Wilkins et al v. Rymes Heating Oils, Inc. et al

Filing 21

///ORDER granting 4 Motion to Refer Case to Bankruptcy Court. So Ordered by Chief Judge Joseph N. Laplante.(jb)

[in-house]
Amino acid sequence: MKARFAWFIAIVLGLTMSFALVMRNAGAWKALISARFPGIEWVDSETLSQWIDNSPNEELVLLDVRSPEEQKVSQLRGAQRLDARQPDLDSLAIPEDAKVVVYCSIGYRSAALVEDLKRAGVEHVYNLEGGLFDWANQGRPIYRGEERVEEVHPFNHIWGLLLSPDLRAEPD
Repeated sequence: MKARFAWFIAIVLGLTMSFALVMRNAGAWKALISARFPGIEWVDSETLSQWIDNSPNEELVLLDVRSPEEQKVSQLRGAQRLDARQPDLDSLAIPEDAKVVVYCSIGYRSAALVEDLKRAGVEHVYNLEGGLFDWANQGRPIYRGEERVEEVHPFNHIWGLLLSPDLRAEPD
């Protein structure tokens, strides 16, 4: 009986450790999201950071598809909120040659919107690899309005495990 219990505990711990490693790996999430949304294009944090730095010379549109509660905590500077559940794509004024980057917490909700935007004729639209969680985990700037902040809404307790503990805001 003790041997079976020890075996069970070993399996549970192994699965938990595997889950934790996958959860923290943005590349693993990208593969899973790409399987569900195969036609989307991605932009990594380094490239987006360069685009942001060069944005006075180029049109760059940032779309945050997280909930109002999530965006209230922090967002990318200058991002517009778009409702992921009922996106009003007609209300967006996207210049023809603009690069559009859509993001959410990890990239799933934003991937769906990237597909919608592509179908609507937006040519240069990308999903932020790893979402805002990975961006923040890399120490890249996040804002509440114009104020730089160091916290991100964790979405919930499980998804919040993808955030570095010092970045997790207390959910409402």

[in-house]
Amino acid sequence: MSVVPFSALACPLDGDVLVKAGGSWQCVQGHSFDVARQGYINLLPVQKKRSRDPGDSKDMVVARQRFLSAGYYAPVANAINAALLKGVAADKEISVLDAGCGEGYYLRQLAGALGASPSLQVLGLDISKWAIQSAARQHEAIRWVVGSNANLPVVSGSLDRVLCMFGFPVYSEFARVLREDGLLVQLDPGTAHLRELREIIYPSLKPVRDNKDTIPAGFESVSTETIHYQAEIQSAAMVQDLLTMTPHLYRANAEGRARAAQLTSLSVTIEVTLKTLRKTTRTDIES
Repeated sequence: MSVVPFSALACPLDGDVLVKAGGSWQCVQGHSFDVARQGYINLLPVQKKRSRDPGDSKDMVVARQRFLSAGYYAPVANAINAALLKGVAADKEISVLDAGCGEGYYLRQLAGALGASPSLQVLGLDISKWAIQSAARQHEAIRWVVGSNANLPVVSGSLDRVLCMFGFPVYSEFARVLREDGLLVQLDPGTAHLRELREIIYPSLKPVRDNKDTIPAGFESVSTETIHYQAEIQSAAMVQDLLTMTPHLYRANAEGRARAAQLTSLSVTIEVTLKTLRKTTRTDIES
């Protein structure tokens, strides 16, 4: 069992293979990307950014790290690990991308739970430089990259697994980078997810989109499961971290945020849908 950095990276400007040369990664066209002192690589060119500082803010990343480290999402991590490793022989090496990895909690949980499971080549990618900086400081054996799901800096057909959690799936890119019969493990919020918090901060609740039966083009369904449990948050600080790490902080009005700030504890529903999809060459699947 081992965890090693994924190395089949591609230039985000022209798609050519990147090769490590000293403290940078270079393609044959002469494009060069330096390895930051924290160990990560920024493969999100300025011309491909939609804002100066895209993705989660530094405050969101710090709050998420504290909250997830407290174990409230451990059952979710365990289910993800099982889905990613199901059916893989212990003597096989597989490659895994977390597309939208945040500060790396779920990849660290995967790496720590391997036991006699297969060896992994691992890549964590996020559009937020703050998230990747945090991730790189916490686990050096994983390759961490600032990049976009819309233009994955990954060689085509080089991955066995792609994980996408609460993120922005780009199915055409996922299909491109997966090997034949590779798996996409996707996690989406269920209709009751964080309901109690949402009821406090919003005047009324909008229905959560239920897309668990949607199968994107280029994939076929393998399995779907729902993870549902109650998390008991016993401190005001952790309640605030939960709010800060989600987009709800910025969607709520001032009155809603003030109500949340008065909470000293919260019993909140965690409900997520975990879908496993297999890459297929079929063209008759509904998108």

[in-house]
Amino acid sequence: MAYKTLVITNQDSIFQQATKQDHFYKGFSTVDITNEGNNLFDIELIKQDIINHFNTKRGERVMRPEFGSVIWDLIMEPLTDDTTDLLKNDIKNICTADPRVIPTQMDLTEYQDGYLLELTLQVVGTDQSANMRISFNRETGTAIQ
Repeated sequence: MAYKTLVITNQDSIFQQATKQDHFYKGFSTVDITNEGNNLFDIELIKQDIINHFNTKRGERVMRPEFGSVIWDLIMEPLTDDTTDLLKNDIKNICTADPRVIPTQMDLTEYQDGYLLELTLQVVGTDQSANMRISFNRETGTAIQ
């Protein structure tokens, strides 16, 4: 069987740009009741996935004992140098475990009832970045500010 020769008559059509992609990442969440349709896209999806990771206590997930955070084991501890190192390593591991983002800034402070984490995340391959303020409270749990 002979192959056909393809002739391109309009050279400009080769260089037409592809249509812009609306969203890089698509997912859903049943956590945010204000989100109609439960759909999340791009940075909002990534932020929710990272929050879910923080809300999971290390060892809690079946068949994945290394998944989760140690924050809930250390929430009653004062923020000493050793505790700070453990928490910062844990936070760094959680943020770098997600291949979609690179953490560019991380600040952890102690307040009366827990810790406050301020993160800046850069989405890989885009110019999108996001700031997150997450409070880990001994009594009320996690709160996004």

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UNITED STATES DISTRICT COURT DISTRICT OF NEW HAMPSHIRE Nichole T. Wilkins and Estate of Beverly L. Mulcahey v. Civil No. 17-cv-744-JL Opinion No. 2018 DNH 043 Rymes Heating Oils, Inc. and Rymes Energy Holdings, LLC MEMORANDUM ORDER Whether this court retains the plaintiffs’ action or refers it to the Bankruptcy Court turns on whether that court has jurisdiction to resolve the plaintiffs’ successor liability claims. In this case, it does. Plaintiffs Nichole T. Wilkins and Beverly L. Mulcahey,1 sued Fred Fuller Oil & Propane Co., Inc. (“FFOP”) and its president, Fred J. Fuller, for discrimination, a hostile work environment, assault, and retaliation arising from events that occurred during the plaintiffs’ employment with FFOP.2 On the eve of trial, FFOP filed for bankruptcy protection.3 Two weeks later, Mulcahey is represented in this action by her estate as administered by her husband, Raymond Mulcahey. Compl. (doc. no. 1-1) ¶ 3. 1 Compl. (doc. no. 1-1) ¶¶ 8-13. Specifically, the plaintiffs sued Fuller in his individual capacity and joined as intervenors the Equal Employment Opportunity Commission’s action against FFOP. Compl. (doc. no. 1-1) ¶¶ 9-13. 2 3 Id. ¶ 14. defendant Rymes Heating Oils, Inc. purchased FFOP’s assets in a sale approved by the Bankruptcy Court (Deasy, B.J.).4 Though plaintiffs’ counsel was present at the hearing held in connection with the sale, they lodged no objection to the sale itself. The plaintiffs settled their claims against FFOP after the sale.5 Upon discovering that FFOP may be unable to pay the $3.7 million settlement (which was also approved by the Bankruptcy Court), they now seek to recover their damages from the Rymes defendants under a theory of successor liability. For the reasons discussed infra, this court has jurisdiction over the plaintiffs’ claims pursuant to 28 U.S.C. § 1334 (bankruptcy).6 Rymes moves this court to refer this Id. ¶ 15; see also Mot. to Refer Ex. A (doc. no. 4-1) (“Sale Order”). The defendants contend that defendant Rymes Energy Holdings, LLC is not properly a defendant because it was not party to that sale. See Mem. in Supp. of Mot. to Dismiss (doc. no. 6-1) at 7-8. Because this distinction is not relevant to resolution of the defendants’ motion to refer the action to the Bankruptcy Court, the court refers to the defendants collectively as “Rymes.” 4 5 Compl. (doc. no. 1-1) ¶ 31. This case originated in Merrimack County Superior Court. The defendants removed it to this court, citing its federal question and bankruptcy jurisdiction. See Notice of Removal (doc. no. 1) ¶ 5. The plaintiffs filed a “Partial Objection to Defendants’ Notice of Removal,” disputing this court’s jurisdiction under 28 U.S.C. § 1334 for the reasons described infra, but conceding this court’s jurisdiction under § 1331 over plaintiffs’ claims arising under Title VII of the Civil Rights Act of 1964. See Obj. to Notice of Removal (doc. no. 12). Although, as also discussed infra, the claims in this case do not arise under Title VII, the court is satisfied of its jurisdiction under 6 2 action to the Bankruptcy Court for this District. In doing so, it invokes both the Bankruptcy Court’s statutory authority as well as its retention in the Sale Order of jurisdiction to interpret the terms and provisions of that order, which appears to provide that Rymes purchased FFOP’s assets free and clear of claims such as the plaintiffs’.7 The plaintiffs object on the grounds that, under the standard set by the First Circuit Court of Appeals in Gupta v. Quincy Med. Center, 858 F.3d 657 (1st Cir. 2017), the Bankruptcy Court lacks jurisdiction to adjudicate this dispute because it arises under Title VII. Concluding that the Bankruptcy Court has jurisdiction to determine whether Rymes acquired FFOP’s assets free and clear of the plaintiffs’ claims, because that dispute “arises in” or “arises under” the Bankruptcy Code, the court grants Rymes’s motion to refer the case to that court. “[J]urisdiction of the bankruptcy courts, like that of other federal courts, is grounded in, and limited by, statute.” Gupta, 858 F.3d at 661 (quoting Celotex Corp. v. Edwards, 514 U.S. 300, 307 (1995)). District courts have jurisdiction over § 1334 and thus need not also find federal question jurisdiction under § 1331. As the plaintiffs point out, Rymes’s motion is less than robust, and would have benefitted from a supporting memorandum, or at least from addressing the relevant precedential authority and its application to the facts of this case. 7 3 “any or all cases under title 11,” 28 U.S.C. § 1334(a), and “proceedings arising under title 11, or arising in or related to cases under title 11,” id. § 1334(b). at 661. See also Gupta, 858 F.3d In turn, district courts may, as this District has, see LR 77.4(a), refer to the bankruptcy courts of the district “any or all cases under title 11 and any or all proceedings arising under title 11 or arising in or related to a case under title 11,” 28 U.S.C. § 157(a). Under this statutory regime, therefore, “in order for [Rymes’s] claims to fall within 28 U.S.C. § 1334’s statutory grant of jurisdiction, the claims must ‘arise under,’ ‘arise in,’ or ‘relate to’ a case under title 11.” Gupta, 858 F.3d at 662. “[P]roceedings ‘aris[e] under title 11’ when the Bankruptcy Code itself creates the cause of action.” Id. “Arising in” proceedings are defined “generally as ‘those that are not based on any right expressly created by title 11, but nevertheless, would have no existence outside of the bankruptcy,’” such as “administrative matters, orders to turn over property of the estate, and determinations of the validity, extent, or priority of liens.” Id. at 662-63 (quoting Middlesex Power Equip. & Marine, Inc. v. Town of Tyngsborough, Mass. (In re Middlesex Power Equip. & Marine, Inc.), 292 F.3d 61, 68 (1st Cir. 2002)). “By contrast, ‘related to’ proceedings are those ‘which potentially have some effect on the bankruptcy estate, such as 4 altering debtor’s rights, liabilities, options, or freedom of action, or otherwise have an impact upon the handling and administration of the bankrupt estate.’” Id. at 663 (quoting In re Middlesex Power Equip. & Marine, 292 F.3d at 68). Rymes argues that it purchased FFOP’s assets free and clear of any claims against FFOP, including the plaintiffs’ claims, under several of the Sale Order’s provisions,8 rendering interpretation of those provisions integral to resolution of the plaintiffs’ successor liability claims. As it points out, through the Sale Order, the Bankruptcy Court retained jurisdiction during the pendency of the bankruptcy action to, E.g., Sale Order (doc. no. 4-1) ¶ 4 (“All persons holding Liens or Claims of any kind against the Debtor or the Purchased Assets, including, without limitation, any federal, state, local governmental agency, department or instrumentality, are hereby forever barred, estopped, restrained and permanently enjoined from asserting such Liens or Claims against the Buyer, its successors or assigns or the Purchased Assets or Sprague. The Buyer is not a successor to the Debtor or its estate by reason of any theory of law or equity and the Buyer shall not assume or in any way be responsible for any liability, obligation, commitment or responsibility of the Debtor and/or estate, or any debts, liabilities, responsibilities or commitments in any way relating to the Purchased Assets or the Debtor's use of the Purchased Assets prior to the Closing, except as otherwise expressly provided in the Asset Purchase Agreement.”); id. ¶ 15 (“Neither the purchase of the Purchased Assets by the Buyer nor the subsequent operation by the Buyer of any business previously operated by the Debtor shall cause the Buyer to be deemed a successor in any respect to the Debtor's business within the meaning of any law, rule or regulation, including but not limited to any revenue, pension, ERISA, tax, labor or environmental law, rule or regulation or under any products liability law with respect to the Debtor's liability.”). 8 5 among other things, “[i]nterpret, implement and enforce the terms and provisions of” the agreement, “[r]esolve any disputes arising under or relating to” the agreement, and “[a]djudicate any disputes concerning (asserted) pre-Closing Liens or Claims on, and the proceeds of the sale of, the Assets . . . .”9 The Bankruptcy Court, however, “may not ‘retain’ jurisdiction it never had -— i.e., over matters that do not fall within § 1334’s statutory grant.” Gupta, 858 F.3d at 664. Thus, for the Bankruptcy Court’s retention of jurisdiction in the Sale Order to operate, the underlying claim must satisfy the jurisdictional criteria -- that is, it must “arise under,” “arise in,” or “relate to” a case under Title 11. Id. The underlying claim here does so. It is not, as the plaintiffs propose, a claim “in the nature of personal injury or tort claims,” arising under Title VII.10 Liability for the plaintiffs’ Title VII claims against FFOP and the amount of damages owed them has been resolved through the plaintiffs’ and FFOP’s settlement of those claims. In light of that settlement, the only claim at issue here is whether Rymes may be held to account for the settlement as FFOP’s alleged successor. And the First Circuit Court of Appeals has unequivocally determined that 9 10 Id. ¶ 26. Obj. (doc. no. 10) ¶¶ 8, 11 6 when “[t]he underlying dispute . . . involves a subsequent purchaser’s interpretation of a sale order ‘free and clear of liens’ under 11 U.S.C. § 363(b), an order that can only be issued by a bankruptcy court, . . . it is one that arises in a case under title 11 or perhaps arises under title 11.” Middlesex Power Equip. & Marine, 292 F.3d at 68. In re It reaffirmed that conclusion in Gupta, describing its holding in In re Middlesex Power Equip. & Marine as, “inter alia, that a bankruptcy court had ‘arising under’ or ‘arising in’ jurisdiction to decide the scope of a sale order provision authorizing certain assets to be sold ‘free and clear of liens.’” 858 F.3d at 665. The plaintiffs’ claims turn on whether the defendants may be held liable as FFOP’s successors. the terms of the Sale Order. That, in turn, depends on The Bankruptcy Court has jurisdiction to interpret those terms and determine whether the defendants may be held so liable. The court therefore GRANTS the defendants’ motion to refer.11 Doc. no. 4. The defendants have also filed a motion to dismiss the plaintiffs’ complaint, invoking the free-and-clear provision of the Sale Order. See Mot. to Dismiss (doc. no. 6). Were that motion premised simply on the plaintiffs’ alleged failure to state a claim for relief under the law of successor liability, this court may have resolved that motion directly rather than referring the case to the Bankruptcy Court. See Gupta, 858 F.3d at 662 n.4 (the district court has some discretion “whether to refer or not to refer cases and proceedings to the bankruptcy courts”). In this case, however, 11 7 SO ORDERED. Joseph N. Laplante United States District Judge Dated: cc: March 7, 2018 Leslie H. Johnson, Esq. Christopher M. Candon, Esq. Courtney H.G. Herz, Esq. the Bankruptcy Court is best positioned to interpret the language of its Sale Order. 8